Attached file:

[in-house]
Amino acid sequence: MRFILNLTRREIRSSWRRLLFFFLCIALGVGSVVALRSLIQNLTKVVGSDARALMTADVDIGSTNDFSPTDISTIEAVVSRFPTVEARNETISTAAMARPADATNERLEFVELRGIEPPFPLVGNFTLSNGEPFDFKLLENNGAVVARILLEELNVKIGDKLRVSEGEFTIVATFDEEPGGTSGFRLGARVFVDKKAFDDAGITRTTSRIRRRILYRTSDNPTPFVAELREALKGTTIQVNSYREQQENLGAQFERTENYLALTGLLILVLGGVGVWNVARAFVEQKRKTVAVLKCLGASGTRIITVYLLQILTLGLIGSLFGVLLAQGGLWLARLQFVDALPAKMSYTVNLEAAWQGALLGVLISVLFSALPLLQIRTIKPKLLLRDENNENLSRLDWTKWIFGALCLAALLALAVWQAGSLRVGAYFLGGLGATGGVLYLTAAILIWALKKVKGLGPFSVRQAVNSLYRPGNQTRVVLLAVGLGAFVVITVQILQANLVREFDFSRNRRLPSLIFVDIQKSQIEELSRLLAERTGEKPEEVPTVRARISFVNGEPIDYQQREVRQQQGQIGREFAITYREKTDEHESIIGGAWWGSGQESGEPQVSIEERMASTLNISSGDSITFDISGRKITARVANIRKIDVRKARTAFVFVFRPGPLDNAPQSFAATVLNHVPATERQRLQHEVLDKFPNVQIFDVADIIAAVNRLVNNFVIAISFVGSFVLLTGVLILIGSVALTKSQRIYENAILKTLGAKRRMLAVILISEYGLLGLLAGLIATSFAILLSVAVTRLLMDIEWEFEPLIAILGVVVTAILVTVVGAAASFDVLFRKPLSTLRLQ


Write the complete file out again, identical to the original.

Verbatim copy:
[in-house]
Amino acid sequence: MRFILNLTRREIRSSWRRLLFFFLCIALGVGSVVALRSLIQNLTKVVGSDARALMTADVDIGSTNDFSPTDISTIEAVVSRFPTVEARNETISTAAMARPADATNERLEFVELRGIEPPFPLVGNFTLSNGEPFDFKLLENNGAVVARILLEELNVKIGDKLRVSEGEFTIVATFDEEPGGTSGFRLGARVFVDKKAFDDAGITRTTSRIRRRILYRTSDNPTPFVAELREALKGTTIQVNSYREQQENLGAQFERTENYLALTGLLILVLGGVGVWNVARAFVEQKRKTVAVLKCLGASGTRIITVYLLQILTLGLIGSLFGVLLAQGGLWLARLQFVDALPAKMSYTVNLEAAWQGALLGVLISVLFSALPLLQIRTIKPKLLLRDENNENLSRLDWTKWIFGALCLAALLALAVWQAGSLRVGAYFLGGLGATGGVLYLTAAILIWALKKVKGLGPFSVRQAVNSLYRPGNQTRVVLLAVGLGAFVVITVQILQANLVREFDFSRNRRLPSLIFVDIQKSQIEELSRLLAERTGEKPEEVPTVRARISFVNGEPIDYQQREVRQQQGQIGREFAITYREKTDEHESIIGGAWWGSGQESGEPQVSIEERMASTLNISSGDSITFDISGRKITARVANIRKIDVRKARTAFVFVFRPGPLDNAPQSFAATVLNHVPATERQRLQHEVLDKFPNVQIFDVADIIAAVNRLVNNFVIAISFVGSFVLLTGVLILIGSVALTKSQRIYENAILKTLGAKRRMLAVILISEYGLLGLLAGLIATSFAILLSVAVTRLLMDIEWEFEPLIAILGVVVTAILVTVVGAAASFDVLFRKPLSTLRLQ